Transcatheter aortic valve replacement (TAVR) was developed as a potential therapy for patients with severe symptomatic aortic stenosis and deemed high-risk for surgical aortic valve replacement (SAVR). The first TAVR was done less than 2 decades ago and since then has transformed how these patients are treated. Presently, TAVR is approved for those patients declared at least intermediate risk by a multi-disciplinary heart team. Soon, it is very likely that the indication for TAVR will include low-risk patients as well. As the indication for the therapy has evolved, the various TAVR technologies have gone through several iterations. Originally, large bore devices frequently requiring alternative access (not trans-femoral arterial) with high vascular complication rates have now become much lower profile delivery systems, almost universally done trans-femoral, with vascular complications <10%. This chapter will summarize the evolution of the TAVR technology, including clinical data and specific devices. If the current clinical trials demonstrate TAVR’s long-term durability, it will become the treatment of choice for symptomatic severe aortic stenosis in all patients anatomically suitable for TAVR who are candidates for a tissue valve.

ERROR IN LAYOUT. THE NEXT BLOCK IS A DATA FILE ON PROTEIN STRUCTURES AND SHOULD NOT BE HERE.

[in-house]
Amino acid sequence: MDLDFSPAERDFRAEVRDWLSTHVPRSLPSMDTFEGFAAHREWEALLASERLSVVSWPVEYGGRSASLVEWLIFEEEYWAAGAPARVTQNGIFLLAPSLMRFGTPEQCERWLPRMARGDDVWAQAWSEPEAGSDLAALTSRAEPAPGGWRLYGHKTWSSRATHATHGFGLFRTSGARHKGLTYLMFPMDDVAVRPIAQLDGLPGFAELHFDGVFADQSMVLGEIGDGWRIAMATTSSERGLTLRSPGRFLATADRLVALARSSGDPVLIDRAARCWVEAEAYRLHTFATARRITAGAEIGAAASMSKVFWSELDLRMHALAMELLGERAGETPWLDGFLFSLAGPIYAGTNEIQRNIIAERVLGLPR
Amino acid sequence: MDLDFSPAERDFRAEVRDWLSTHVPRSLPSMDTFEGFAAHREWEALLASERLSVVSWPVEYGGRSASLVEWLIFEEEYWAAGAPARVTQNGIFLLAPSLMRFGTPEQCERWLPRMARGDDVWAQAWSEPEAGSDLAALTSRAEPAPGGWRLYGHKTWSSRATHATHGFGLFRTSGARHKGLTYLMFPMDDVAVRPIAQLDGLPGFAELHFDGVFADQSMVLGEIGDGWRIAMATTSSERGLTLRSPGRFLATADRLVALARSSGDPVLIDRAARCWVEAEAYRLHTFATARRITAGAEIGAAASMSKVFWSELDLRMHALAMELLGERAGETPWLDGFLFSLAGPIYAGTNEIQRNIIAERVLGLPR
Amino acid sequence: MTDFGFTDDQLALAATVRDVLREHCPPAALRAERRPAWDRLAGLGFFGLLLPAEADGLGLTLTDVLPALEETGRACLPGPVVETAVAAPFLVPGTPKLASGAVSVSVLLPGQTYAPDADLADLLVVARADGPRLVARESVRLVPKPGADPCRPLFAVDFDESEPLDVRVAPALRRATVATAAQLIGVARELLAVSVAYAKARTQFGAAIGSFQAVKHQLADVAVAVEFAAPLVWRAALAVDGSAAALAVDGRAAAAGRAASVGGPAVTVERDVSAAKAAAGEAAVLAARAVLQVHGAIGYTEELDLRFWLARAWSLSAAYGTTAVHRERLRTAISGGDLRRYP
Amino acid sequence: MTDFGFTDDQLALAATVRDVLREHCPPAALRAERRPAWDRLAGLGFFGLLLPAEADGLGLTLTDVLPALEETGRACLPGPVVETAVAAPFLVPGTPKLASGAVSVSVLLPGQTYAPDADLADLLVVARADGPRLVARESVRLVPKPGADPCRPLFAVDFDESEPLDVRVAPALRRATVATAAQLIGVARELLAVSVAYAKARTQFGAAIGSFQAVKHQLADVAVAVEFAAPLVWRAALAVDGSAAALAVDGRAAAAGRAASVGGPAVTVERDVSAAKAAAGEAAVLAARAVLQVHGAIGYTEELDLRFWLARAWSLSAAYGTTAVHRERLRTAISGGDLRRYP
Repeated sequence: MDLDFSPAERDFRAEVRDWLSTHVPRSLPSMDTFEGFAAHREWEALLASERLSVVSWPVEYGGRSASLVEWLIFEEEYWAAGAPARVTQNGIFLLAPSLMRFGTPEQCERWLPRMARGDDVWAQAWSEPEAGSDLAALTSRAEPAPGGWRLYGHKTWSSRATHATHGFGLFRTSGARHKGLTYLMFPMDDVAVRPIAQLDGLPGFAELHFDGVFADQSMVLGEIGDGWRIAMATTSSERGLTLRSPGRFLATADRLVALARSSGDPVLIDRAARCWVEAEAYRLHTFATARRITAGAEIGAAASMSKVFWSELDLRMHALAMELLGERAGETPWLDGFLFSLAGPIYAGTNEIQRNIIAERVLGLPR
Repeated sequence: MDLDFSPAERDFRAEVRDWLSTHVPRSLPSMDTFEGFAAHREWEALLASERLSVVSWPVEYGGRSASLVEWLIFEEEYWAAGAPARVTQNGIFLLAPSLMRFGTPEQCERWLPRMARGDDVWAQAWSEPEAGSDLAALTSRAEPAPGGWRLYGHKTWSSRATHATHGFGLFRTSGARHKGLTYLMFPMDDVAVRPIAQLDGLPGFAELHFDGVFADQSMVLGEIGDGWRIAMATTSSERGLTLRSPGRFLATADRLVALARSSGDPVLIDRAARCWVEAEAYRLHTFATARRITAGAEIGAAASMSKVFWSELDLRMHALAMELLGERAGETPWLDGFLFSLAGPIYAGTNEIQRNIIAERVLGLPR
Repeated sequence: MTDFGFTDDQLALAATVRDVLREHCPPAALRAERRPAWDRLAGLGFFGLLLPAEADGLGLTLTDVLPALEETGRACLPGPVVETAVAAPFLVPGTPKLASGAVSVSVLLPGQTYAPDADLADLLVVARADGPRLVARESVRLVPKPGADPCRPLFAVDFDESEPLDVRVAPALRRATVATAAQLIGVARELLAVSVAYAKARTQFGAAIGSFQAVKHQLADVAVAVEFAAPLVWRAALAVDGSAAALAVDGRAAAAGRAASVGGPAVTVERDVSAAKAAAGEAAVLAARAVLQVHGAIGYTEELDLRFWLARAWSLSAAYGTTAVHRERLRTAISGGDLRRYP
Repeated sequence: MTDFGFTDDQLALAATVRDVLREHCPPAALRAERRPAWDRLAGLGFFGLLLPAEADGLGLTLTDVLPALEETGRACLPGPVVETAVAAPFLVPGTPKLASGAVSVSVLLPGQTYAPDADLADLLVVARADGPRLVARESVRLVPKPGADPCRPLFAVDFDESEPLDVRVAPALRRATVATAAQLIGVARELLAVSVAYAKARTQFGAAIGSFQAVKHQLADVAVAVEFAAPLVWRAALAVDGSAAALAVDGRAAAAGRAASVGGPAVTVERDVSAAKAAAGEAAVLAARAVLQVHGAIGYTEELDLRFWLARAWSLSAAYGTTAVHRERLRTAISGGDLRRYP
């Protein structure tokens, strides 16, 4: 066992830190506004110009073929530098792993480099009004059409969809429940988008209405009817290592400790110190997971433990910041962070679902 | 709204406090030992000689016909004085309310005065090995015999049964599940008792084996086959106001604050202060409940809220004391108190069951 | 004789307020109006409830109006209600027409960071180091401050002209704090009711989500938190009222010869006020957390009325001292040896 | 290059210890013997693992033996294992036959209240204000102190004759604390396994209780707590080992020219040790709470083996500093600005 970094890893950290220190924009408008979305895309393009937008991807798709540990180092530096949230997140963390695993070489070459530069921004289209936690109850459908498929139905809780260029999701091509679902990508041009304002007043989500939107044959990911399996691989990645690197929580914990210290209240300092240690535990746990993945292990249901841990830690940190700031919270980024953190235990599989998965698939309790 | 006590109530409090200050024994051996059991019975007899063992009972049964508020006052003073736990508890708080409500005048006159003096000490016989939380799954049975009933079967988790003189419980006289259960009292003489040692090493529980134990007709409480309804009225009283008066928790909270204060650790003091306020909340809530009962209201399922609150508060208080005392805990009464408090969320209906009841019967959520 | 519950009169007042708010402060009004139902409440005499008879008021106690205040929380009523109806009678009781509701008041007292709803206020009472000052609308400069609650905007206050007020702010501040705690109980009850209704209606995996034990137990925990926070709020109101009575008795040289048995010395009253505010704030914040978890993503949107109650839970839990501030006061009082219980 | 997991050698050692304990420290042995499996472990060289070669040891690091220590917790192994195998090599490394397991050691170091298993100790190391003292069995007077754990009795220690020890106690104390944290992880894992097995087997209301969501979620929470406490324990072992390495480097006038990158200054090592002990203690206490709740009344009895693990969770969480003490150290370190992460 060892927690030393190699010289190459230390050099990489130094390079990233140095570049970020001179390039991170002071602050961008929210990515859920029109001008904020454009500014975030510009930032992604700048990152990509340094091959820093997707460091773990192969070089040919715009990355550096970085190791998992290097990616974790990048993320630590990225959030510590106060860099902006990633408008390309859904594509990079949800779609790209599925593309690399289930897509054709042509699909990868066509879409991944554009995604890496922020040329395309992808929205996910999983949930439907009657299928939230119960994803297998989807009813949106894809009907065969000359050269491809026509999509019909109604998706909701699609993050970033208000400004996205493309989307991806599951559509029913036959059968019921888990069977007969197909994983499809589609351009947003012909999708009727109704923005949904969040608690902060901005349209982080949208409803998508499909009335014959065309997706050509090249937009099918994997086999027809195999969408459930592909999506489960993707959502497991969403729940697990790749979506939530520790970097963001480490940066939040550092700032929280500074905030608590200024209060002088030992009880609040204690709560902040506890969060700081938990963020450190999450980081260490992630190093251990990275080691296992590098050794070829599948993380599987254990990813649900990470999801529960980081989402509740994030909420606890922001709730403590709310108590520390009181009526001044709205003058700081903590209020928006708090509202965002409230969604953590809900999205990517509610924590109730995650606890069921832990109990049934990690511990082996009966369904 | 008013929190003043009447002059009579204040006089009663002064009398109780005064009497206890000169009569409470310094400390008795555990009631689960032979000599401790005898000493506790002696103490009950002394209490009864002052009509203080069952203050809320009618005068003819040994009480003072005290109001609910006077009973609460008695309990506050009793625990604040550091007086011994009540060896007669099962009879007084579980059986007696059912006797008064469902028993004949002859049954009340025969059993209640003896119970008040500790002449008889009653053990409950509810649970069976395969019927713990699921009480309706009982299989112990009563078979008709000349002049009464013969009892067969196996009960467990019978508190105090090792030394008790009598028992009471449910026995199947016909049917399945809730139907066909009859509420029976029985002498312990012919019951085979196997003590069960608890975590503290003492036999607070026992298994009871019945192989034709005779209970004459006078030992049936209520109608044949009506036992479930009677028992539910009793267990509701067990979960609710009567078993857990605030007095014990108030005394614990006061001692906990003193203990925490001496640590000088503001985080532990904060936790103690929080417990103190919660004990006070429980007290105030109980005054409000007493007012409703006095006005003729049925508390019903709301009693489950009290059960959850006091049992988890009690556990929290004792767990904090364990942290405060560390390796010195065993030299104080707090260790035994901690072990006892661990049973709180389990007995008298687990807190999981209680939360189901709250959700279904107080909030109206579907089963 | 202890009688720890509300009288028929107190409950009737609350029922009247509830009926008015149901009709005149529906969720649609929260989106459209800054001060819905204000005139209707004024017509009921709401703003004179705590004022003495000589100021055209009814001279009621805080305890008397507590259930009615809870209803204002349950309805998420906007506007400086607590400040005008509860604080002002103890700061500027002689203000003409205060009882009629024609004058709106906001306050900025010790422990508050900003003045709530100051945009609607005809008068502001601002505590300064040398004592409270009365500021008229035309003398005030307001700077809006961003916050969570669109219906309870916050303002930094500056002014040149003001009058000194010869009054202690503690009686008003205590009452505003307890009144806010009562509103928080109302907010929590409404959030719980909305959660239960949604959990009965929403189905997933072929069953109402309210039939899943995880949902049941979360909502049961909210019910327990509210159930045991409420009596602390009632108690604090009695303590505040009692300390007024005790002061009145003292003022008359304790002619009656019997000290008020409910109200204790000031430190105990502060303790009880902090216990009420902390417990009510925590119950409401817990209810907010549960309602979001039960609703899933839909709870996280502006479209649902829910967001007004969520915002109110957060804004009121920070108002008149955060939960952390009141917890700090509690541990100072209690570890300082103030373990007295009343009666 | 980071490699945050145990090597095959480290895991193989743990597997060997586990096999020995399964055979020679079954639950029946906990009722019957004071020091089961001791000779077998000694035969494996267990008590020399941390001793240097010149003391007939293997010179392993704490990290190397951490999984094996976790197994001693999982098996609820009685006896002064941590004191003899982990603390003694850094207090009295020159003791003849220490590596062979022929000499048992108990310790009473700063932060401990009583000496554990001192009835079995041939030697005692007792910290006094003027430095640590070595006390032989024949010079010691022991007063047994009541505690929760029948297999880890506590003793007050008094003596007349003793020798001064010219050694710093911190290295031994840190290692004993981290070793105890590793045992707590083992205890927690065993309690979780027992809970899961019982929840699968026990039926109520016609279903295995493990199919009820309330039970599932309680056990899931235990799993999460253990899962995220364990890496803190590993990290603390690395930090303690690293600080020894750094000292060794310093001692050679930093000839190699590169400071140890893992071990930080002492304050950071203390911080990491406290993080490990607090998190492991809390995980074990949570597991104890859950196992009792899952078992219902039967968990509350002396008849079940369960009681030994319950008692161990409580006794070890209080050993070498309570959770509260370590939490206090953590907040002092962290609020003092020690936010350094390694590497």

Original languageEnglish (US)
Title of host publicationEmerging Technologies for Heart Diseases
Subtitle of host publicationVolume 1: Treatments for Heart Failure and Valvular Disorders
Number of pages17
ISBN (Electronic)9780128137062
StatePublished - Jan 1 2020


  • Access
  • Durability
  • Hemodynamics
  • SAVR (surgical aortic valve replacement)
  • TAVR (trans-catheter aortic valve replacement)

ASJC Scopus subject areas

  • Medicine(all)


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